Australia Day 2016 – a short book review

Australia Day 2016 – a short book review

The 1980s was the beginning of my relationship with Australia. Think the Expo 88 event, a national celebration of 200 years since white man invasion.

I grew up in a remote farming community.  We didn’t do much travel, or connect with people outside of our community. Images like this one above played a big role in establishing what Australia was in my pre-teen mind!

It was in my 20s when I came across writers like Patrick White with his incredible novel Voss, that my journey into Australian history started. Suddenly the iconic tea towel images of Australia was unreliable. I grew an awareness of the hidden stories of Australia. I was turned upside down with passages like:

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“The map? I will first make it.”

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Other significant books include the Secret River by Kate Grenville.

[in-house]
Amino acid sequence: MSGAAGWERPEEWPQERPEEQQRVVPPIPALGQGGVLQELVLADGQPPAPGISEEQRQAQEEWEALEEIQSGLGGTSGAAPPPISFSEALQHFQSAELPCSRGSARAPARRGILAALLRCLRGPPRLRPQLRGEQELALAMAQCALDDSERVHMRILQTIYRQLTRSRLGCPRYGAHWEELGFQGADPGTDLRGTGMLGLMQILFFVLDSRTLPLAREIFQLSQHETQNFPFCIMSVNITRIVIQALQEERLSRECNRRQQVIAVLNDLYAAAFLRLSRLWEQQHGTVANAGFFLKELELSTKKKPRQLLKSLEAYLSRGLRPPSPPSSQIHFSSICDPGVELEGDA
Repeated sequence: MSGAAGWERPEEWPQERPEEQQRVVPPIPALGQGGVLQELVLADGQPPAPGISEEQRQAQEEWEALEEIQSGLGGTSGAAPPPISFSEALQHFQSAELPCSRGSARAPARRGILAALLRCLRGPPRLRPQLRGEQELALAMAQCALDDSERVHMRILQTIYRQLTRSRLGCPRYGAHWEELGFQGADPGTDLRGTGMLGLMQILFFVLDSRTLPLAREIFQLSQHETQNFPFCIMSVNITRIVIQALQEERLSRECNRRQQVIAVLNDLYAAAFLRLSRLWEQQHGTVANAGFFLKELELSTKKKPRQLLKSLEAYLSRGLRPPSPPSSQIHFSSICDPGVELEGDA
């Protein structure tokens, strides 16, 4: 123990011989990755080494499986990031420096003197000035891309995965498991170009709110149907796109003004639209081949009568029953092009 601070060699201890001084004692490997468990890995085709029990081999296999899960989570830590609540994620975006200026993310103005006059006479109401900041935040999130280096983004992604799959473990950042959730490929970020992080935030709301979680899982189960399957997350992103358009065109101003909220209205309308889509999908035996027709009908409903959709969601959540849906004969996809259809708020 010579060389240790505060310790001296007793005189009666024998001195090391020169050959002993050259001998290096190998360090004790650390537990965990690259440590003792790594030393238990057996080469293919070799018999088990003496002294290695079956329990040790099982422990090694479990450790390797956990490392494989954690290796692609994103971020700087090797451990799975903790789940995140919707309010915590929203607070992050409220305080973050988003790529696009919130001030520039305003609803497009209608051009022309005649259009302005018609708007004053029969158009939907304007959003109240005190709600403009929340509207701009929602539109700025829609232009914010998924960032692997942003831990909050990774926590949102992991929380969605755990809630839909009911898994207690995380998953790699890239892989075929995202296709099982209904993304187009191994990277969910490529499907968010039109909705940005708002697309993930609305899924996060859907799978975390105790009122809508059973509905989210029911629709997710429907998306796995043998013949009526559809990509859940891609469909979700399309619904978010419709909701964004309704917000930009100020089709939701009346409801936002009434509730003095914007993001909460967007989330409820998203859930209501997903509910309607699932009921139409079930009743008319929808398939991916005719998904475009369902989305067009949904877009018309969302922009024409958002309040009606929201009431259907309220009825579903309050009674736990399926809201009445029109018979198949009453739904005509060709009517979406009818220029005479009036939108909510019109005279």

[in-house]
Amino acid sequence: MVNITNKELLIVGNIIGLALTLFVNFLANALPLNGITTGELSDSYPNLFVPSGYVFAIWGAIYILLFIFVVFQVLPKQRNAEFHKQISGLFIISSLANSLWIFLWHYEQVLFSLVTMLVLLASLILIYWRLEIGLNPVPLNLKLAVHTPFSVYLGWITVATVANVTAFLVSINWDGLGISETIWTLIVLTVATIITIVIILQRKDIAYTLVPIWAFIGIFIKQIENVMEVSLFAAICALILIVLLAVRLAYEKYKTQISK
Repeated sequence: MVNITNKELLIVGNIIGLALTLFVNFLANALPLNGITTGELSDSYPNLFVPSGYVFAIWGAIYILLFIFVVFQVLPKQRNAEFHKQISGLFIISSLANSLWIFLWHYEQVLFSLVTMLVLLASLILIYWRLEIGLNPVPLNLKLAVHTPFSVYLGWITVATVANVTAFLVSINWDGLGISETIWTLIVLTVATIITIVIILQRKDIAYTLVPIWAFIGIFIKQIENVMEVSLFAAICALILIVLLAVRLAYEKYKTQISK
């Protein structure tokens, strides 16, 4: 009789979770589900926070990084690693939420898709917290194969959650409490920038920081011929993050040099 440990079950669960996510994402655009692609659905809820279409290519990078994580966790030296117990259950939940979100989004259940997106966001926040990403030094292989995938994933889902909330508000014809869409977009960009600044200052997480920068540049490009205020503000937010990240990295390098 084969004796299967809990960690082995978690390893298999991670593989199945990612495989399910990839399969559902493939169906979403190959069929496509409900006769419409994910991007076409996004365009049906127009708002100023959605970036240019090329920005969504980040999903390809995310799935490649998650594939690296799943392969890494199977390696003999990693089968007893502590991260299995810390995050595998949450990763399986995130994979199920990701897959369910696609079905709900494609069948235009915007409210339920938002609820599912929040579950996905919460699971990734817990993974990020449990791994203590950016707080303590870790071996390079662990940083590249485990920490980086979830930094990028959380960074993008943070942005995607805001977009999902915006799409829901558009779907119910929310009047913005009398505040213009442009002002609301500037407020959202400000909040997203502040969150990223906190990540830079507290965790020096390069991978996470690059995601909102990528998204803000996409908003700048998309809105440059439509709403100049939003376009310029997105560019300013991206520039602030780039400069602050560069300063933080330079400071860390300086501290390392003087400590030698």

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“There were no signs that the blacks felt that the place belonged to them. They had no fences that said this is mine. No house that said, this is our home. There were no fields or flocks that said, we have put the labour of our hands into this place.”

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By reading stories, some with very painful truths of Australian history, I found the possibility for me to explore the Australian identity. My late 20s and 30s where dedicated to making space for art making for me and others.

I am currently reading Alex Millers collection of short essays called “The Simplest Words”. He has a great list of indigenous writers. I am looking forward to putting on reserve at my local library and reading this year.

Happy Australia Day.  Love to hear about the books that connect you to Australia.

2016-01-25T10:16:29+00:00 January 25th, 2016|Categories: Community|Tags: , , , , , |